Financial problems are not only affecting states where new administrations have been taking office.
Since last week, health care workers in Nayarit have been taking job action to protest arrears in payments to workers and denounce shortages of drug, supplies and basic equipment.
Only the most basic emergency care is being provided in the state’s five hospitals, 15 specialized medical units and the 205 health centers.
Union leaders say three months of salaries are owed.
After a march by some 4,000 workers yesterday in Tepic, the state capital, union leaders met with government officials, who reportedly assured them they would be paid.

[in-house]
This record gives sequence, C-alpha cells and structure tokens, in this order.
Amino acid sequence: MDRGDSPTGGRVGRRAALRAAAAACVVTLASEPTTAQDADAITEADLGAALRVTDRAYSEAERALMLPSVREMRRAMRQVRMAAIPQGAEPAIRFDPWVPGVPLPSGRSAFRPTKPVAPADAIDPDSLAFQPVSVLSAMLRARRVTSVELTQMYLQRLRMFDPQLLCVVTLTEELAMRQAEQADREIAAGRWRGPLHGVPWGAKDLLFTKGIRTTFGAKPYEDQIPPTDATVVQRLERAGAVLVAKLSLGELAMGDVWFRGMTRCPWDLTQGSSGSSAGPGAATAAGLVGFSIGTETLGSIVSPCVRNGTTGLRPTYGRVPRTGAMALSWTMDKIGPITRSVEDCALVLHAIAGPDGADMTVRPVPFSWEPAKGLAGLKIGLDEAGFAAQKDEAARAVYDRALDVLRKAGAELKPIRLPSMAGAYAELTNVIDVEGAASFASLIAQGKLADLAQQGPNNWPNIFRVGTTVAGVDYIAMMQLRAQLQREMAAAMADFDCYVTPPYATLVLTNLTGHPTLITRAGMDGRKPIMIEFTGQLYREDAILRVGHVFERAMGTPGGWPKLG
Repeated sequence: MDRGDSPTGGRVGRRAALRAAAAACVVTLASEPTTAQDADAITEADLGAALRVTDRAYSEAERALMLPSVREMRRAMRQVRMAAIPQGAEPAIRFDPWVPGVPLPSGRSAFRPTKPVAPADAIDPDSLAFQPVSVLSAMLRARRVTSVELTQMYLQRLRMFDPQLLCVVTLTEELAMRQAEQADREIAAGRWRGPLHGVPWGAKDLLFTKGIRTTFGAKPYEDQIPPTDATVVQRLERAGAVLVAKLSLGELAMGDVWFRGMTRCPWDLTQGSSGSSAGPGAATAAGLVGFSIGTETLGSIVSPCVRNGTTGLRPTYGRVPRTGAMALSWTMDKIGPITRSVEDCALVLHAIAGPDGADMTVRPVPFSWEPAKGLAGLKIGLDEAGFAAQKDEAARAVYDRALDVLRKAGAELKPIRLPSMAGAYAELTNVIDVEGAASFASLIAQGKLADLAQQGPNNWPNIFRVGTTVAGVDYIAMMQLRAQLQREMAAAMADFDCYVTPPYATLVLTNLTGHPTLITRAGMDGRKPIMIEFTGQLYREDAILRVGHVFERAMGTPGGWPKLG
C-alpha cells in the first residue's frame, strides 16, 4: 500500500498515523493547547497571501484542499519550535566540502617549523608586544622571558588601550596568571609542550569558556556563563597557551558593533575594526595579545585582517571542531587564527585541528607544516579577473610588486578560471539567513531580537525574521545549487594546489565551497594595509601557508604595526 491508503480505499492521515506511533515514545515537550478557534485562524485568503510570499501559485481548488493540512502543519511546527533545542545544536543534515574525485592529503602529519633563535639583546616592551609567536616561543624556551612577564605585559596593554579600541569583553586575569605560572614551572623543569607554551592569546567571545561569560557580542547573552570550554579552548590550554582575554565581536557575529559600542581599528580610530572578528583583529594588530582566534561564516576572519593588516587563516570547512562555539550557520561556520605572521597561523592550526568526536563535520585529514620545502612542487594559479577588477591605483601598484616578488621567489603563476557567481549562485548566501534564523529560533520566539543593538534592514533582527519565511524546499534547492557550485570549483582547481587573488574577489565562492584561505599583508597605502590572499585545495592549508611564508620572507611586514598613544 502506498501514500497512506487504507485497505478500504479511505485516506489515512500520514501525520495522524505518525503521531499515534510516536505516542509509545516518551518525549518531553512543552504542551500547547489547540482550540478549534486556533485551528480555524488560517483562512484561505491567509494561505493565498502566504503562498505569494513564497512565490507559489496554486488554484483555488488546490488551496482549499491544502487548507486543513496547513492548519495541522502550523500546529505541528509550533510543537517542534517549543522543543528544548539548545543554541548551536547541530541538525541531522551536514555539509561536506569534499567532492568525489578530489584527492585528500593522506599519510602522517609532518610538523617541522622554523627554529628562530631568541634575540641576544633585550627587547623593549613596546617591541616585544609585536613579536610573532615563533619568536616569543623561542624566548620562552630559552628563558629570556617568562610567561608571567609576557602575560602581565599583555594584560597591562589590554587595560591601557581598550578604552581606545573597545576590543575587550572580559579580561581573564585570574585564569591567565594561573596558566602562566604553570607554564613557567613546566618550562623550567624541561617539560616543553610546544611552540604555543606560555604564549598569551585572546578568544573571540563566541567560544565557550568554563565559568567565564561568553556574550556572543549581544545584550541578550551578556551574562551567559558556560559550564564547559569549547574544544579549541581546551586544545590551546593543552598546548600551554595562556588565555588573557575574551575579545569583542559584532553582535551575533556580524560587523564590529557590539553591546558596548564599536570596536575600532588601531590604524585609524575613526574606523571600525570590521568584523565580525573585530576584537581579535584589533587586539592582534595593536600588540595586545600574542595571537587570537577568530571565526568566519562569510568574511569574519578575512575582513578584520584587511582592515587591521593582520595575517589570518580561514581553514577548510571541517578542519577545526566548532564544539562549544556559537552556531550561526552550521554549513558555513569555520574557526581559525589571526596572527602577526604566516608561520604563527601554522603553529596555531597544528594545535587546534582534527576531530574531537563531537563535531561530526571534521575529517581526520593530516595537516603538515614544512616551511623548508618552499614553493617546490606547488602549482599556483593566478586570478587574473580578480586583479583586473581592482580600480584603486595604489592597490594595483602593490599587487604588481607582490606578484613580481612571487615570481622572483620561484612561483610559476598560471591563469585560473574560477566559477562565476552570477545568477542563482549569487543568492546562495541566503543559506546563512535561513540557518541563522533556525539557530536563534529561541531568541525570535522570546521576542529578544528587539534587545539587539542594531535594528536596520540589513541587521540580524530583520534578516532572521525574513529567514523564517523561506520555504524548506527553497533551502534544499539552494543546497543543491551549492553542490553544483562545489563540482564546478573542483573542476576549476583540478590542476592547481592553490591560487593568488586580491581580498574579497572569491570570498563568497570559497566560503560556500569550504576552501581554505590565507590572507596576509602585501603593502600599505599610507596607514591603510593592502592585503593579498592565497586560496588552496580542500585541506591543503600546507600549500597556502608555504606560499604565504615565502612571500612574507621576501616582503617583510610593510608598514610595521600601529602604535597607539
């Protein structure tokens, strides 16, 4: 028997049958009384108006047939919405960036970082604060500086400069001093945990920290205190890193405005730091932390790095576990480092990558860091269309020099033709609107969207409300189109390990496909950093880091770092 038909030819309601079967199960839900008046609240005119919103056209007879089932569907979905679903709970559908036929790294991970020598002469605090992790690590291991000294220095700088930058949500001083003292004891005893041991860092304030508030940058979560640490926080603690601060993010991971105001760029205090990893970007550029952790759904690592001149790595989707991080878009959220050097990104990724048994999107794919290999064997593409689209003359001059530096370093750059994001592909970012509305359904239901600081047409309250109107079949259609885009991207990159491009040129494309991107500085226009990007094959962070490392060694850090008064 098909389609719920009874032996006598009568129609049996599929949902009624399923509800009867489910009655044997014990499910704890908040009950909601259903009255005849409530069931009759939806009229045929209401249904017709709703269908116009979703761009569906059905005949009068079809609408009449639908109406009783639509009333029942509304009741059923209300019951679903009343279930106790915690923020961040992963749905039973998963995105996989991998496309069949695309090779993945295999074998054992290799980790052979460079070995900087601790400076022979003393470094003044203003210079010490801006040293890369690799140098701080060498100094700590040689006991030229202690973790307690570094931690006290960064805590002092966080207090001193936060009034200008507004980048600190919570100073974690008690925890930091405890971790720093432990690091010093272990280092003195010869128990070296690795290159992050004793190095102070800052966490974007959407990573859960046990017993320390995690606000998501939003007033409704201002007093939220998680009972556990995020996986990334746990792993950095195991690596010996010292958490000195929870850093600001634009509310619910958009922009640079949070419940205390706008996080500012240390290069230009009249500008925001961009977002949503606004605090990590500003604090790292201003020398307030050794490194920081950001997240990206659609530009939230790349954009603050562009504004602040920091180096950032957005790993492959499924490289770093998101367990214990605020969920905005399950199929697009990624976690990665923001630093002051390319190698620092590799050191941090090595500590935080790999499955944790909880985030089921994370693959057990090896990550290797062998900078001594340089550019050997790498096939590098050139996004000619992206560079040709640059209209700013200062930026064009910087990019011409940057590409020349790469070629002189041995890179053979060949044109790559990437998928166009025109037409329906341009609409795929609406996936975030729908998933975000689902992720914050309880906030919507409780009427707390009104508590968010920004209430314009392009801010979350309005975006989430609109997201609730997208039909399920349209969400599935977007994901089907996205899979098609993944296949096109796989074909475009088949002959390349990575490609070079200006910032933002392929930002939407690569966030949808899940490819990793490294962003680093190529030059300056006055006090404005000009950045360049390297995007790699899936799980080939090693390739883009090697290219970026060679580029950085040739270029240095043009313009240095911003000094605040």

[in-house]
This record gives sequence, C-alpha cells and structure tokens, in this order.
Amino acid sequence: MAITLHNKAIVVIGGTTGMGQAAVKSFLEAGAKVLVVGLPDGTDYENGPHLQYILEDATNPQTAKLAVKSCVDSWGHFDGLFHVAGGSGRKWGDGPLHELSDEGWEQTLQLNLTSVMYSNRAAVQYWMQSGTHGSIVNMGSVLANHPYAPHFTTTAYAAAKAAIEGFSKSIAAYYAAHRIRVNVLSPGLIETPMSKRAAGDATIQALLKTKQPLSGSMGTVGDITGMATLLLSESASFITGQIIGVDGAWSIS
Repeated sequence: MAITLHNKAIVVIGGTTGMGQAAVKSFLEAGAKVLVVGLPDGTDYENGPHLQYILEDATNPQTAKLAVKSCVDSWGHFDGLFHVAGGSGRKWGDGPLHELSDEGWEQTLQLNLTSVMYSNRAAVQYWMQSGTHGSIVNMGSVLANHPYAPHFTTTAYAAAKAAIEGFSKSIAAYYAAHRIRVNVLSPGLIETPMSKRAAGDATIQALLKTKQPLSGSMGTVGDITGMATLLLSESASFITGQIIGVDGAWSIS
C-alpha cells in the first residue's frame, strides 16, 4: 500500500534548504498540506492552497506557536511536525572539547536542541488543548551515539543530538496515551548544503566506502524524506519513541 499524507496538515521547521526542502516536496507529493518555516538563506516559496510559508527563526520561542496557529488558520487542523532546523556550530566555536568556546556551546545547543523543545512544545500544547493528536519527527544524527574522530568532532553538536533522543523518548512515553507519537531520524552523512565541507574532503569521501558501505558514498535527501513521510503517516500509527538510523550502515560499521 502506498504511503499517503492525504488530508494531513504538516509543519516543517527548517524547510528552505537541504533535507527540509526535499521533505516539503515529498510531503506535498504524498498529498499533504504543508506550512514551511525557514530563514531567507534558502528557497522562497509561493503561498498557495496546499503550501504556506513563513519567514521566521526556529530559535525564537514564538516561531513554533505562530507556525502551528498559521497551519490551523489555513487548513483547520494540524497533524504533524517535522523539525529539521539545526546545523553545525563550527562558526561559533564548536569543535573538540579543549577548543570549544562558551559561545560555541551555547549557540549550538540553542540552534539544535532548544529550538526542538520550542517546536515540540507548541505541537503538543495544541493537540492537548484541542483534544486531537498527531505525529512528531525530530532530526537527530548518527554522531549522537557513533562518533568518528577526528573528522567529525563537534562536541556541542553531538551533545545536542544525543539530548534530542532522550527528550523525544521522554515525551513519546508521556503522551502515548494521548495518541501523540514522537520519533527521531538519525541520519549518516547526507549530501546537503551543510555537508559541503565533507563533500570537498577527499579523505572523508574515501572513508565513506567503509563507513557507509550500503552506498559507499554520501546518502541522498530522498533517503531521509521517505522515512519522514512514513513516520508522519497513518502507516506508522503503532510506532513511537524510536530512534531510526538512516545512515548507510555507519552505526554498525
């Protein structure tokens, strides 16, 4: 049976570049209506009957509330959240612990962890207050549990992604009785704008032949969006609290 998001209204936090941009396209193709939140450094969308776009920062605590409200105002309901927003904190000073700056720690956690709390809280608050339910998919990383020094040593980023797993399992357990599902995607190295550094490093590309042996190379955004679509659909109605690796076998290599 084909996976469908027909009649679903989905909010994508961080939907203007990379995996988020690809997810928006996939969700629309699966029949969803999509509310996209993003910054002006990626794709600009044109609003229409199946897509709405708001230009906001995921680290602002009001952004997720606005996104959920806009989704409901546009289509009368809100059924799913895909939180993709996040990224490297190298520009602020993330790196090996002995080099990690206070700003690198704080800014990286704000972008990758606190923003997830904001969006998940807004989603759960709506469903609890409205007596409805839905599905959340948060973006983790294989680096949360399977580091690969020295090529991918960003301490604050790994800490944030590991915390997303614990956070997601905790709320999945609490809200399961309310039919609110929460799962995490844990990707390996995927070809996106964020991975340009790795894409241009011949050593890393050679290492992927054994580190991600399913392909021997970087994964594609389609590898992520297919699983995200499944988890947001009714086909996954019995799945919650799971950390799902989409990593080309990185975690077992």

Union spokesman José Luis Martínez said the state government has close to 6.5 million pesos (US $320,000) that will be invested in purchasing drugs and supplies.
He said financial issues began three months ago when the Seguro Popular health care program became a decentralized agency independent from the Health Secretariat.
The newspaper Milenio reported that while yesterday’s march was taking place, salaries were in the process of being deposited.
But workers will reportedly continue their job action until authorities sign a commitment with the union.